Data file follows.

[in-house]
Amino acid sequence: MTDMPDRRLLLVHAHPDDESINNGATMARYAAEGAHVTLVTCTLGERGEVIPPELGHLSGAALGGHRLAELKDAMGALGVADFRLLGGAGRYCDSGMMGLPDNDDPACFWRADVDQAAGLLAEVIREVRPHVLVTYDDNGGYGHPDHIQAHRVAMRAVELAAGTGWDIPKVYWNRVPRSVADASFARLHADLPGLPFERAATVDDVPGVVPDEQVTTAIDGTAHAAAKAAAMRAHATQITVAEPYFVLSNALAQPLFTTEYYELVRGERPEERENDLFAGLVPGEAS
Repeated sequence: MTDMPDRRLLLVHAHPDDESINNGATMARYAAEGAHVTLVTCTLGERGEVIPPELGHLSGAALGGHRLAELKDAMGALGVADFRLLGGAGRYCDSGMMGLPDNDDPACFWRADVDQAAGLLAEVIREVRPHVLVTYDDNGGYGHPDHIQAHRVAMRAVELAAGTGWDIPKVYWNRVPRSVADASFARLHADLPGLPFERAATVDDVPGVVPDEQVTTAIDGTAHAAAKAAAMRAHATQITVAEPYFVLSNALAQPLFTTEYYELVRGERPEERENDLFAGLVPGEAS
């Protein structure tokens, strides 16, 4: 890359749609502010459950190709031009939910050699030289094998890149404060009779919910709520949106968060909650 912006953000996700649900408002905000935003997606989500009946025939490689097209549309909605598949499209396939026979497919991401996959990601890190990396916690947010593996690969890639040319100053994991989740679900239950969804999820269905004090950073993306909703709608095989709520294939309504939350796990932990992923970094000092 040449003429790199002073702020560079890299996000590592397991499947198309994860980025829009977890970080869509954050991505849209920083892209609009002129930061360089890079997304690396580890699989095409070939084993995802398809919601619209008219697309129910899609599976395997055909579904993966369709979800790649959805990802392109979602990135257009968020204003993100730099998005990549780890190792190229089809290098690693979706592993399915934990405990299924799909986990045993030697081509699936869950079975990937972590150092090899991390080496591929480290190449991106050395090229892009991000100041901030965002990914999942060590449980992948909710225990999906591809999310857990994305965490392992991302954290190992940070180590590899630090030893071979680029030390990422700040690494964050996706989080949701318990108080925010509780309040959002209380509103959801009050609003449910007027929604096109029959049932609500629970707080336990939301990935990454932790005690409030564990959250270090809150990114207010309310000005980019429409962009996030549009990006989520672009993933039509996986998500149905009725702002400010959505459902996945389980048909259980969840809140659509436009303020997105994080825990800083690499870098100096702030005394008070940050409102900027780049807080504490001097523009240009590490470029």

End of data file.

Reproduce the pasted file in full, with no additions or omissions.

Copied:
[in-house]
Amino acid sequence: MTDMPDRRLLLVHAHPDDESINNGATMARYAAEGAHVTLVTCTLGERGEVIPPELGHLSGAALGGHRLAELKDAMGALGVADFRLLGGAGRYCDSGMMGLPDNDDPACFWRADVDQAAGLLAEVIREVRPHVLVTYDDNGGYGHPDHIQAHRVAMRAVELAAGTGWDIPKVYWNRVPRSVADASFARLHADLPGLPFERAATVDDVPGVVPDEQVTTAIDGTAHAAAKAAAMRAHATQITVAEPYFVLSNALAQPLFTTEYYELVRGERPEERENDLFAGLVPGEAS
Repeated sequence: MTDMPDRRLLLVHAHPDDESINNGATMARYAAEGAHVTLVTCTLGERGEVIPPELGHLSGAALGGHRLAELKDAMGALGVADFRLLGGAGRYCDSGMMGLPDNDDPACFWRADVDQAAGLLAEVIREVRPHVLVTYDDNGGYGHPDHIQAHRVAMRAVELAAGTGWDIPKVYWNRVPRSVADASFARLHADLPGLPFERAATVDDVPGVVPDEQVTTAIDGTAHAAAKAAAMRAHATQITVAEPYFVLSNALAQPLFTTEYYELVRGERPEERENDLFAGLVPGEAS
């Protein structure tokens, strides 16, 4: 890359749609502010459950190709031009939910050699030289094998890149404060009779919910709520949106968060909650 912006953000996700649900408002905000935003997606989500009946025939490689097209549309909605598949499209396939026979497919991401996959990601890190990396916690947010593996690969890639040319100053994991989740679900239950969804999820269905004090950073993306909703709608095989709520294939309504939350796990932990992923970094000092 040449003429790199002073702020560079890299996000590592397991499947198309994860980025829009977890970080869509954050991505849209920083892209609009002129930061360089890079997304690396580890699989095409070939084993995802398809919601619209008219697309129910899609599976395997055909579904993966369709979800790649959805990802392109979602990135257009968020204003993100730099998005990549780890190792190229089809290098690693979706592993399915934990405990299924799909986990045993030697081509699936869950079975990937972590150092090899991390080496591929480290190449991106050395090229892009991000100041901030965002990914999942060590449980992948909710225990999906591809999310857990994305965490392992991302954290190992940070180590590899630090030893071979680029030390990422700040690494964050996706989080949701318990108080925010509780309040959002209380509103959801009050609003449910007027929604096109029959049932609500629970707080336990939301990935990454932790005690409030564990959250270090809150990114207010309310000005980019429409962009996030549009990006989520672009993933039509996986998500149905009725702002400010959505459902996945389980048909259980969840809140659509436009303020997105994080825990800083690499870098100096702030005394008070940050409102900027780049807080504490001097523009240009590490470029």